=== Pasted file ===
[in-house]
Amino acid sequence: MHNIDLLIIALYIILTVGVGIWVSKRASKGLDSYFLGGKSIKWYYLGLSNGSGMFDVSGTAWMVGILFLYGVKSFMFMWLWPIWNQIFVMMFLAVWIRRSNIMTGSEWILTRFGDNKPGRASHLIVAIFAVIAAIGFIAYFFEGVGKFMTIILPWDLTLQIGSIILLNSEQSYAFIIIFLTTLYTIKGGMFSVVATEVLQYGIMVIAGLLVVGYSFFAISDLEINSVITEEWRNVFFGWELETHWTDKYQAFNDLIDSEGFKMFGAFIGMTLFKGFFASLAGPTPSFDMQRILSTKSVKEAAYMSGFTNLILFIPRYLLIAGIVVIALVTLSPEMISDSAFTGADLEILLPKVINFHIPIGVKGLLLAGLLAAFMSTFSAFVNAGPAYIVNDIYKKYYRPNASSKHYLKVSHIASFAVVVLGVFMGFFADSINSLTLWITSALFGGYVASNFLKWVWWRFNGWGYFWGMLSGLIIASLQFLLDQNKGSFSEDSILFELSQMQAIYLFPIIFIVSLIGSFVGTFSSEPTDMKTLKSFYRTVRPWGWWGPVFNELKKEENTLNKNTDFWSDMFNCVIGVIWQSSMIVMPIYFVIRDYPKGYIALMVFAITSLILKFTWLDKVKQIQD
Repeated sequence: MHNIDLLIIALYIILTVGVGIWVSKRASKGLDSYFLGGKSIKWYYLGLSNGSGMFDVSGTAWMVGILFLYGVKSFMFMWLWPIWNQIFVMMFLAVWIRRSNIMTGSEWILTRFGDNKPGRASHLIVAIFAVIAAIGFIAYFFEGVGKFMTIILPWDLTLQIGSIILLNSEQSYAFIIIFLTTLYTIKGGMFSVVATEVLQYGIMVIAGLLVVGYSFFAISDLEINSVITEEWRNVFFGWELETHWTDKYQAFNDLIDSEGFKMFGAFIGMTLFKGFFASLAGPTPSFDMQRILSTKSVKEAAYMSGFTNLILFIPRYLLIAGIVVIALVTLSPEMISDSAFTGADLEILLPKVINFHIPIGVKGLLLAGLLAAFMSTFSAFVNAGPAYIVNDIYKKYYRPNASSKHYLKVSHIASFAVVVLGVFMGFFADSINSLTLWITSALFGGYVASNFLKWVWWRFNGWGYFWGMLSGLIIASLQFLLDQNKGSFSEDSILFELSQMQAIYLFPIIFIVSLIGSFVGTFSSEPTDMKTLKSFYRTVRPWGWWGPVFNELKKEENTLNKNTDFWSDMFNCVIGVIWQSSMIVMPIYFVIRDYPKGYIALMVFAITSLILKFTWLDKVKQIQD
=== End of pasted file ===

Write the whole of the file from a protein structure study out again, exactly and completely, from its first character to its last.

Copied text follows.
[in-house]
Amino acid sequence: MHNIDLLIIALYIILTVGVGIWVSKRASKGLDSYFLGGKSIKWYYLGLSNGSGMFDVSGTAWMVGILFLYGVKSFMFMWLWPIWNQIFVMMFLAVWIRRSNIMTGSEWILTRFGDNKPGRASHLIVAIFAVIAAIGFIAYFFEGVGKFMTIILPWDLTLQIGSIILLNSEQSYAFIIIFLTTLYTIKGGMFSVVATEVLQYGIMVIAGLLVVGYSFFAISDLEINSVITEEWRNVFFGWELETHWTDKYQAFNDLIDSEGFKMFGAFIGMTLFKGFFASLAGPTPSFDMQRILSTKSVKEAAYMSGFTNLILFIPRYLLIAGIVVIALVTLSPEMISDSAFTGADLEILLPKVINFHIPIGVKGLLLAGLLAAFMSTFSAFVNAGPAYIVNDIYKKYYRPNASSKHYLKVSHIASFAVVVLGVFMGFFADSINSLTLWITSALFGGYVASNFLKWVWWRFNGWGYFWGMLSGLIIASLQFLLDQNKGSFSEDSILFELSQMQAIYLFPIIFIVSLIGSFVGTFSSEPTDMKTLKSFYRTVRPWGWWGPVFNELKKEENTLNKNTDFWSDMFNCVIGVIWQSSMIVMPIYFVIRDYPKGYIALMVFAITSLILKFTWLDKVKQIQD
Repeated sequence: MHNIDLLIIALYIILTVGVGIWVSKRASKGLDSYFLGGKSIKWYYLGLSNGSGMFDVSGTAWMVGILFLYGVKSFMFMWLWPIWNQIFVMMFLAVWIRRSNIMTGSEWILTRFGDNKPGRASHLIVAIFAVIAAIGFIAYFFEGVGKFMTIILPWDLTLQIGSIILLNSEQSYAFIIIFLTTLYTIKGGMFSVVATEVLQYGIMVIAGLLVVGYSFFAISDLEINSVITEEWRNVFFGWELETHWTDKYQAFNDLIDSEGFKMFGAFIGMTLFKGFFASLAGPTPSFDMQRILSTKSVKEAAYMSGFTNLILFIPRYLLIAGIVVIALVTLSPEMISDSAFTGADLEILLPKVINFHIPIGVKGLLLAGLLAAFMSTFSAFVNAGPAYIVNDIYKKYYRPNASSKHYLKVSHIASFAVVVLGVFMGFFADSINSLTLWITSALFGGYVASNFLKWVWWRFNGWGYFWGMLSGLIIASLQFLLDQNKGSFSEDSILFELSQMQAIYLFPIIFIVSLIGSFVGTFSSEPTDMKTLKSFYRTVRPWGWWGPVFNELKKEENTLNKNTDFWSDMFNCVIGVIWQSSMIVMPIYFVIRDYPKGYIALMVFAITSLILKFTWLDKVKQIQD